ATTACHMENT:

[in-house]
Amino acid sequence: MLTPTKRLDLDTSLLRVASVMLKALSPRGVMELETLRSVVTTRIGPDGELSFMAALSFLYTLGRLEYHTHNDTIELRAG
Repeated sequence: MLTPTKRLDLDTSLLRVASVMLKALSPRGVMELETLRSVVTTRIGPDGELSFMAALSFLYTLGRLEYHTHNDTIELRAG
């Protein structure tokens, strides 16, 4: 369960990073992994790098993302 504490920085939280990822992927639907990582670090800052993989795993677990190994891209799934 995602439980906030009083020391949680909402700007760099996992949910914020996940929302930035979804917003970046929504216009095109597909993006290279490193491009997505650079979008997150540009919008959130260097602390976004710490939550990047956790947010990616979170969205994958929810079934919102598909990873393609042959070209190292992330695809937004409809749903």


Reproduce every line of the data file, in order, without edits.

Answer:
[in-house]
Amino acid sequence: MLTPTKRLDLDTSLLRVASVMLKALSPRGVMELETLRSVVTTRIGPDGELSFMAALSFLYTLGRLEYHTHNDTIELRAG
Repeated sequence: MLTPTKRLDLDTSLLRVASVMLKALSPRGVMELETLRSVVTTRIGPDGELSFMAALSFLYTLGRLEYHTHNDTIELRAG
């Protein structure tokens, strides 16, 4: 369960990073992994790098993302 504490920085939280990822992927639907990582670090800052993989795993677990190994891209799934 995602439980906030009083020391949680909402700007760099996992949910914020996940929302930035979804917003970046929504216009095109597909993006290279490193491009997505650079979008997150540009919008959130260097602390976004710490939550990047956790947010990616979170969205994958929810079934919102598909990873393609042959070209190292992330695809937004409809749903």